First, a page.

During the Early Cambrian, an ocean floor developed along the eastern margin of the Australian Craton, depositing volcanic rocks (greenstones) and pelagic sediments (cherts). These volcanics probably underlie all of the Heathcote Region, only outcropping along the narrow north-south trending belt you see in the map above.

How to identify it:

The photos of the rock specimens above are fairly descriptive to assist in identifying the chert, greenstone, basalt, Selwynite and Axinite. Unfortunately, there are not very many publicly available places to view these rocks up close.

Where to find it:

  • All wineries in the Heathcote Wine Region!
  • Lady’s Pass (Jasper and Chert)
  • Highway adjacent to Mount Ida
  • Red Hill Mine


The Heathcote region is a fantastic region to explore the three main types of rocks: igneous, sedimentary and metamorphic. And even more, the difference between deep marine and shallow sedimentary rocks and felsic and mafic igneous rocks.

If you walk through through any of these geological units (check the map) see if you can make connections between the unit on the map and what you see beneath your feet.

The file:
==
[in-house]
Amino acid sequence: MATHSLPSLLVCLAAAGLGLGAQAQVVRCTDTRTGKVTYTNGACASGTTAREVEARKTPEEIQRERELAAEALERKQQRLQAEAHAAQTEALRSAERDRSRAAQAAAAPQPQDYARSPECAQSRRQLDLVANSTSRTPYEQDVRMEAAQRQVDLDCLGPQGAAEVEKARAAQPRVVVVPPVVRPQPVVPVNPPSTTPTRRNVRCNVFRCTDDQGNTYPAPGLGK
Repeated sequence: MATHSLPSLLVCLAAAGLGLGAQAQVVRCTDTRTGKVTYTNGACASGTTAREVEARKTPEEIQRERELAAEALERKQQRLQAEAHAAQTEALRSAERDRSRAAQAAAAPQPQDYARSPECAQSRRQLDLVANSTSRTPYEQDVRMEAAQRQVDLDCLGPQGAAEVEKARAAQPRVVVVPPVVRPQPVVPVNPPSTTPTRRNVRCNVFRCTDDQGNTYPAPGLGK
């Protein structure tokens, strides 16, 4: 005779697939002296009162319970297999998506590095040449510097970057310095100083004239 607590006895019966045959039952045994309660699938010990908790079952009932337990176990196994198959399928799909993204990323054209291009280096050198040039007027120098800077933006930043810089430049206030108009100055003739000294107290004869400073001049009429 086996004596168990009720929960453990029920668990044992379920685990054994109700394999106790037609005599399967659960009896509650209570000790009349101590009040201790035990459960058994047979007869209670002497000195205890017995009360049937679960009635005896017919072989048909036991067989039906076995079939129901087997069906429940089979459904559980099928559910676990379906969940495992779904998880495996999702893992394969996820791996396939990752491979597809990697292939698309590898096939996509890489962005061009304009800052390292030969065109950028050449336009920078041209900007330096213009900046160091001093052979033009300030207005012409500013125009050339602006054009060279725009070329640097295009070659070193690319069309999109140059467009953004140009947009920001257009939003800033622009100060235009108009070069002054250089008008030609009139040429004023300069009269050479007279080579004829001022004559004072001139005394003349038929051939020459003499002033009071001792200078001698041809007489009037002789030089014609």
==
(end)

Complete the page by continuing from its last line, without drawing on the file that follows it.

Rock types will generally determine what kind of topography the land will have, whether it be a tall ridge line (as with the light yellow McIvor Sandstone), a smooth creek or flood plane (as in the dark yellow recent volcanics) or rolling hills (as in the dark pink granitic intrusions). Open the map above in a new tab and change the base map to topography to explore these relationships. Often the change from sandy to muddy layers will correspond to hills (sandy) and valleys/creeks (muddy) due to differences in weathering.

Rock type will also have an important influence on what land is used for. Look carefully at the location of the wineries on the map. What rock unit do they occur on? Volcanic rocks are made up of elements like aluminium, iron, magnesium, calcium, sodium, potassium and phosphorus… which happen to be wonderful building blocks of soils that grow crops! The surrounding turbidites (sandstone and shale) and granite are mostly comprised of feldspar, quartz and mica, unsurprisingly producing soil not good for much more than grazing land at best.

Rock types can even influence how water flows through a landscape. Look especially how water flows AROUND the granite hills, THROUGH the soft basalt and meanders chaotically over the Ordovician and Silurian Sandstone and Shale.